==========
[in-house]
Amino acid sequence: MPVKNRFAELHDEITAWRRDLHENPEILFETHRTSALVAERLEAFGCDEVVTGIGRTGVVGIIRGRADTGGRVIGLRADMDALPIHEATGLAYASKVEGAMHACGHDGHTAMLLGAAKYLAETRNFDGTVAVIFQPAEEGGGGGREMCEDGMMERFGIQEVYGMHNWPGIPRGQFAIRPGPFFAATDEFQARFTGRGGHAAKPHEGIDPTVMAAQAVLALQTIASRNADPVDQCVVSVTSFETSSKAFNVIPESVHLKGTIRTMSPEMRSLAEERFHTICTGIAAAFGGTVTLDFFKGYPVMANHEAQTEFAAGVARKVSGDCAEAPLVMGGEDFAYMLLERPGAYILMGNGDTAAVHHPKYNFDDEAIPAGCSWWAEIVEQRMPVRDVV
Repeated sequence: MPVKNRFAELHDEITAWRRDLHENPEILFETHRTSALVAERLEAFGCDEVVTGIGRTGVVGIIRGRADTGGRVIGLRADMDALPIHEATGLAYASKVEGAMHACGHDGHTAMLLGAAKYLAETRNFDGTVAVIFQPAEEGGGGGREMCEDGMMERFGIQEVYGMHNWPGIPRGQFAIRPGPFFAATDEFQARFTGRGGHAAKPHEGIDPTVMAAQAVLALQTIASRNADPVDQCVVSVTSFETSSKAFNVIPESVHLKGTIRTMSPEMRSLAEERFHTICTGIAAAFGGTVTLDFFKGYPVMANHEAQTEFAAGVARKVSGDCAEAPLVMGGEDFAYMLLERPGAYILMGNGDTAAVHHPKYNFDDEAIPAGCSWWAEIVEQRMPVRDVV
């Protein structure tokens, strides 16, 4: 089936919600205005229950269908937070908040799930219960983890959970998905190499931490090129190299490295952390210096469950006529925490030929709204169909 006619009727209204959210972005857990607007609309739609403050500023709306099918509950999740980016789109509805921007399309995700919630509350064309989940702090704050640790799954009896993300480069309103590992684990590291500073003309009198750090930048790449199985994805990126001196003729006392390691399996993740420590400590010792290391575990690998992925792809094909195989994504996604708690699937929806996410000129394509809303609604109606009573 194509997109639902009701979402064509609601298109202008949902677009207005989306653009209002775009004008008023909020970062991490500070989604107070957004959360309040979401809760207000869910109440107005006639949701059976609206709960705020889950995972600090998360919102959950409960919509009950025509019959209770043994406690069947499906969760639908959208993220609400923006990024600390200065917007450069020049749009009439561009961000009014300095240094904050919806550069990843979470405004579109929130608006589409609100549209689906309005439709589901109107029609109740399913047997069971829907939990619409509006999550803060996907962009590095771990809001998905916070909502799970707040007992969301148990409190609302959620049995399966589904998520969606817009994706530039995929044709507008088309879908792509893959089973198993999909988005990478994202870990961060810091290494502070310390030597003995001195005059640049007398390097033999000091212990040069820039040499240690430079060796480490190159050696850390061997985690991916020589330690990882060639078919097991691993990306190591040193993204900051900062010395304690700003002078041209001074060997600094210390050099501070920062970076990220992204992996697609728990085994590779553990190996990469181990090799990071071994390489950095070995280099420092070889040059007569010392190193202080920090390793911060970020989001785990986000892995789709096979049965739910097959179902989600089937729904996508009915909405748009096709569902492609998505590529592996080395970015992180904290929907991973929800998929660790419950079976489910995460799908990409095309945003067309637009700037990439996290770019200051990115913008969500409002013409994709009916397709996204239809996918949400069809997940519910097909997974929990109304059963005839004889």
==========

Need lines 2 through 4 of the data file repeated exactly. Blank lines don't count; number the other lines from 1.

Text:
Amino acid sequence: MPVKNRFAELHDEITAWRRDLHENPEILFETHRTSALVAERLEAFGCDEVVTGIGRTGVVGIIRGRADTGGRVIGLRADMDALPIHEATGLAYASKVEGAMHACGHDGHTAMLLGAAKYLAETRNFDGTVAVIFQPAEEGGGGGREMCEDGMMERFGIQEVYGMHNWPGIPRGQFAIRPGPFFAATDEFQARFTGRGGHAAKPHEGIDPTVMAAQAVLALQTIASRNADPVDQCVVSVTSFETSSKAFNVIPESVHLKGTIRTMSPEMRSLAEERFHTICTGIAAAFGGTVTLDFFKGYPVMANHEAQTEFAAGVARKVSGDCAEAPLVMGGEDFAYMLLERPGAYILMGNGDTAAVHHPKYNFDDEAIPAGCSWWAEIVEQRMPVRDVV
Repeated sequence: MPVKNRFAELHDEITAWRRDLHENPEILFETHRTSALVAERLEAFGCDEVVTGIGRTGVVGIIRGRADTGGRVIGLRADMDALPIHEATGLAYASKVEGAMHACGHDGHTAMLLGAAKYLAETRNFDGTVAVIFQPAEEGGGGGREMCEDGMMERFGIQEVYGMHNWPGIPRGQFAIRPGPFFAATDEFQARFTGRGGHAAKPHEGIDPTVMAAQAVLALQTIASRNADPVDQCVVSVTSFETSSKAFNVIPESVHLKGTIRTMSPEMRSLAEERFHTICTGIAAAFGGTVTLDFFKGYPVMANHEAQTEFAAGVARKVSGDCAEAPLVMGGEDFAYMLLERPGAYILMGNGDTAAVHHPKYNFDDEAIPAGCSWWAEIVEQRMPVRDVV
């Protein structure tokens, strides 16, 4: 089936919600205005229950269908937070908040799930219960983890959970998905190499931490090129190299490295952390210096469950006529925490030929709204169909 006619009727209204959210972005857990607007609309739609403050500023709306099918509950999740980016789109509805921007399309995700919630509350064309989940702090704050640790799954009896993300480069309103590992684990590291500073003309009198750090930048790449199985994805990126001196003729006392390691399996993740420590400590010792290391575990690998992925792809094909195989994504996604708690699937929806996410000129394509809303609604109606009573 194509997109639902009701979402064509609601298109202008949902677009207005989306653009209002775009004008008023909020970062991490500070989604107070957004959360309040979401809760207000869910109440107005006639949701059976609206709960705020889950995972600090998360919102959950409960919509009950025509019959209770043994406690069947499906969760639908959208993220609400923006990024600390200065917007450069020049749009009439561009961000009014300095240094904050919806550069990843979470405004579109929130608006589409609100549209689906309005439709589901109107029609109740399913047997069971829907939990619409509006999550803060996907962009590095771990809001998905916070909502799970707040007992969301148990409190609302959620049995399966589904998520969606817009994706530039995929044709507008088309879908792509893959089973198993999909988005990478994202870990961060810091290494502070310390030597003995001195005059640049007398390097033999000091212990040069820039040499240690430079060796480490190159050696850390061997985690991916020589330690990882060639078919097991691993990306190591040193993204900051900062010395304690700003002078041209001074060997600094210390050099501070920062970076990220992204992996697609728990085994590779553990190996990469181990090799990071071994390489950095070995280099420092070889040059007569010392190193202080920090390793911060970020989001785990986000892995789709096979049965739910097959179902989600089937729904996508009915909405748009096709569902492609998505590529592996080395970015992180904290929907991973929800998929660790419950079976489910995460799908990409095309945003067309637009700037990439996290770019200051990115913008969500409002013409994709009916397709996204239809996918949400069809997940519910097909997974929990109304059963005839004889």